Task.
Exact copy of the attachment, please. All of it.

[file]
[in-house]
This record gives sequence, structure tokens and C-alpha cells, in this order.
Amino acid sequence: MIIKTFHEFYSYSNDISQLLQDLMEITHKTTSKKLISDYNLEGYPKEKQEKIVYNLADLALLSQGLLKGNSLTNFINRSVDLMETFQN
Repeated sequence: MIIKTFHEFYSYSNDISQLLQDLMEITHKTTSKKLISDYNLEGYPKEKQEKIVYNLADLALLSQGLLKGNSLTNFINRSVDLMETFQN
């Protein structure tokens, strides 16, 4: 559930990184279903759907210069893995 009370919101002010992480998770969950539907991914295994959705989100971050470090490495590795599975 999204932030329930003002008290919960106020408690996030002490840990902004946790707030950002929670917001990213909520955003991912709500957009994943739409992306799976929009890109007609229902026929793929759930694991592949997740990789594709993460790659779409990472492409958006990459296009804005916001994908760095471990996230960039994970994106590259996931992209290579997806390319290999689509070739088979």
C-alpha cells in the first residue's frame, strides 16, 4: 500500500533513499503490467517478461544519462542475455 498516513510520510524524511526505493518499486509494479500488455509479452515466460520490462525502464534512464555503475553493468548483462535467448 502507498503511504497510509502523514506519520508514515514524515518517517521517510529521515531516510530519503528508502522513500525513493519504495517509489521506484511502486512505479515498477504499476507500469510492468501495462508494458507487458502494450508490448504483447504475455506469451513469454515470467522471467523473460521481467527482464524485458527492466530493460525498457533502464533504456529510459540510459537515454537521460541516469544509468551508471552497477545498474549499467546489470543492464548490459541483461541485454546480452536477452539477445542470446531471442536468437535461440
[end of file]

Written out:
[in-house]
This record gives sequence, structure tokens and C-alpha cells, in this order.
Amino acid sequence: MIIKTFHEFYSYSNDISQLLQDLMEITHKTTSKKLISDYNLEGYPKEKQEKIVYNLADLALLSQGLLKGNSLTNFINRSVDLMETFQN
Repeated sequence: MIIKTFHEFYSYSNDISQLLQDLMEITHKTTSKKLISDYNLEGYPKEKQEKIVYNLADLALLSQGLLKGNSLTNFINRSVDLMETFQN
């Protein structure tokens, strides 16, 4: 559930990184279903759907210069893995 009370919101002010992480998770969950539907991914295994959705989100971050470090490495590795599975 999204932030329930003002008290919960106020408690996030002490840990902004946790707030950002929670917001990213909520955003991912709500957009994943739409992306799976929009890109007609229902026929793929759930694991592949997740990789594709993460790659779409990472492409958006990459296009804005916001994908760095471990996230960039994970994106590259996931992209290579997806390319290999689509070739088979």
C-alpha cells in the first residue's frame, strides 16, 4: 500500500533513499503490467517478461544519462542475455 498516513510520510524524511526505493518499486509494479500488455509479452515466460520490462525502464534512464555503475553493468548483462535467448 502507498503511504497510509502523514506519520508514515514524515518517517521517510529521515531516510530519503528508502522513500525513493519504495517509489521506484511502486512505479515498477504499476507500469510492468501495462508494458507487458502494450508490448504483447504475455506469451513469454515470467522471467523473460521481467527482464524485458527492466530493460525498457533502464533504456529510459540510459537515454537521460541516469544509468551508471552497477545498474549499467546489470543492464548490459541483461541485454546480452536477452539477445542470446531471442536468437535461440